Your critique of Buddhism (and by extension of Hinduism as well) very much matches my own. I am reminded of the several places in The Screwtape Letters where Lewis contrasts the difference between the diabolical and divine attitudes toward human individuality. Whereas the function of Hell is to absorb (devour) the human soul to the point where all identity is lost, the redeemed individual becomes "more himself."
Lewis wrote:Of course I know that the Enemy also wants to detach men from themselves, but in a different way. Remember, always, that He really likes the little vermin, and sent an absurd value on the distintness of every one of them. When He talks of their losing their selves; once they have done that, He really gives them back all their personalitiy, and boasts (I am afraid, sincerely) that when they are wholly His they will be more themselves than ever. (Letter XIII)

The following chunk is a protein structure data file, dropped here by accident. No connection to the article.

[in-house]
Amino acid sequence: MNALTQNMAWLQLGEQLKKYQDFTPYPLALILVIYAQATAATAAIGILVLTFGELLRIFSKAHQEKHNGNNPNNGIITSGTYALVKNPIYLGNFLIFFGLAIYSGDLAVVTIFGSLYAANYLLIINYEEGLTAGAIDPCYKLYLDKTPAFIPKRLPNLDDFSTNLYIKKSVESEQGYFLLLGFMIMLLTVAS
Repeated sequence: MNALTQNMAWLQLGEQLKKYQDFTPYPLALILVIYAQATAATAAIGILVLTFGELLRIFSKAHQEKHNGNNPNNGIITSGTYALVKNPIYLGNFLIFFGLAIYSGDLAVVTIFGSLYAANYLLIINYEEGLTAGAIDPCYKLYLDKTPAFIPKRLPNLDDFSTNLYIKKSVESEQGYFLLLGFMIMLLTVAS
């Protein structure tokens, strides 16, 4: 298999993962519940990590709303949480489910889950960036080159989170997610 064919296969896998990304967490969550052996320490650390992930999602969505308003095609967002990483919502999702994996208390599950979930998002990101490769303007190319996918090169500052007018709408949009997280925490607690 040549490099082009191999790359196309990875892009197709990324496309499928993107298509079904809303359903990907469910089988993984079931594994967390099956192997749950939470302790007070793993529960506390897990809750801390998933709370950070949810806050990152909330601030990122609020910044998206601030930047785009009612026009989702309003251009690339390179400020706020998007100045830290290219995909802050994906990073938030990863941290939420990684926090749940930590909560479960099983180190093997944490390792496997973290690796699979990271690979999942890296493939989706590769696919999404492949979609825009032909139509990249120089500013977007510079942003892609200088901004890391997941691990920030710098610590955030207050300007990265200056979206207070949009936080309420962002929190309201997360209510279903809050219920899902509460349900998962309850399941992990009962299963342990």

For me, the emphasis on incarnation which I encounter in Lewis is much more helpful than the disembodied concept of wisdom which I have thus far found in Boethius.

Air of Winter wrote:That nature planned for them? Why Nature? I'd have suspected Nature of being the world, and fickle Fortuna as being part of it; but it seems as if the correct opposition is not between God and Nature, in Boethius' mind. I think this may be Boethius' Christianity starting to show: it seems as if all Nature, even the unstable and changing part below the Moon, has an end. Here is not chance but teleology.
I suspect, but am not certain, that Boethius may be using "Nature" here in a way which is similar to St. Augustine's concept of "the heaven of heavens" in Book 12 of The Confessions as a means of expressing that part of Creation which is the timeless and immutable manifestation of God's intended order but is itself not coeternal with God. However, having said that, I am also struck by how little overt Christianity there is in The Consolation. Thus far Boethius has, through his references to God and the Creator, shown himself a theist, but not specifically Christian.
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Postby Air of Winter » 27 Sep 2005, 02:51

magpie wrote:That this object of ulitmate desire is so elusive might well stand as Boethius' definition of the condition of fallen and unredeemed humanity.

:floundering: